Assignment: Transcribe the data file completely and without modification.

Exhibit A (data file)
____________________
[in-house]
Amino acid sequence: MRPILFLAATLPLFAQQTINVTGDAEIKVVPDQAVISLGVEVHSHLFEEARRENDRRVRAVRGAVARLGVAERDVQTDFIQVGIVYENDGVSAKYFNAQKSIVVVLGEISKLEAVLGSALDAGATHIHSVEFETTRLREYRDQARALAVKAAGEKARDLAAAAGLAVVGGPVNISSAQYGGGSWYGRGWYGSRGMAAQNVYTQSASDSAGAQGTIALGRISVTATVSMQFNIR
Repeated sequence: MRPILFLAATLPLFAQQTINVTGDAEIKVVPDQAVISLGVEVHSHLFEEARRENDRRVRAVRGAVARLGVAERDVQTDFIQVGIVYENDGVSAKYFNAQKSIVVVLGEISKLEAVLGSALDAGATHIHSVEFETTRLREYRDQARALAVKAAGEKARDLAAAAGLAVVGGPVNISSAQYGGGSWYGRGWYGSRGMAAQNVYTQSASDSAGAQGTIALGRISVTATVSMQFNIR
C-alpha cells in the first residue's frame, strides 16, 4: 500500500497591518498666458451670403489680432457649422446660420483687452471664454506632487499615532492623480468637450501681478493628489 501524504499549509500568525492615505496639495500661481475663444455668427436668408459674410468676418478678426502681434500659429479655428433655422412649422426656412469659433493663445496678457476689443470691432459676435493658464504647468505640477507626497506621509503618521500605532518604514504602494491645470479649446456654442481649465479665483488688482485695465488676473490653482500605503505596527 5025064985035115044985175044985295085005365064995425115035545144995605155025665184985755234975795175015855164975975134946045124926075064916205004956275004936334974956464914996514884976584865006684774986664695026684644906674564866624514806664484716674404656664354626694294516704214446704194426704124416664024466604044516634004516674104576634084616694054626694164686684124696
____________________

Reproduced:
[in-house]
Amino acid sequence: MRPILFLAATLPLFAQQTINVTGDAEIKVVPDQAVISLGVEVHSHLFEEARRENDRRVRAVRGAVARLGVAERDVQTDFIQVGIVYENDGVSAKYFNAQKSIVVVLGEISKLEAVLGSALDAGATHIHSVEFETTRLREYRDQARALAVKAAGEKARDLAAAAGLAVVGGPVNISSAQYGGGSWYGRGWYGSRGMAAQNVYTQSASDSAGAQGTIALGRISVTATVSMQFNIR
Repeated sequence: MRPILFLAATLPLFAQQTINVTGDAEIKVVPDQAVISLGVEVHSHLFEEARRENDRRVRAVRGAVARLGVAERDVQTDFIQVGIVYENDGVSAKYFNAQKSIVVVLGEISKLEAVLGSALDAGATHIHSVEFETTRLREYRDQARALAVKAAGEKARDLAAAAGLAVVGGPVNISSAQYGGGSWYGRGWYGSRGMAAQNVYTQSASDSAGAQGTIALGRISVTATVSMQFNIR
C-alpha cells in the first residue's frame, strides 16, 4: 500500500497591518498666458451670403489680432457649422446660420483687452471664454506632487499615532492623480468637450501681478493628489 501524504499549509500568525492615505496639495500661481475663444455668427436668408459674410468676418478678426502681434500659429479655428433655422412649422426656412469659433493663445496678457476689443470691432459676435493658464504647468505640477507626497506621509503618521500605532518604514504602494491645470479649446456654442481649465479665483488688482485695465488676473490653482500605503505596527 5025064985035115044985175044985295085005365064995425115035545144995605155025665184985755234975795175015855164975975134946045124926075064916205004956275004936334974956464914996514884976584865006684774986664695026684644906674564866624514806664484716674404656664354626694294516704214446704194426704124416664024466604044516634004516674104576634084616694054626694164686684124696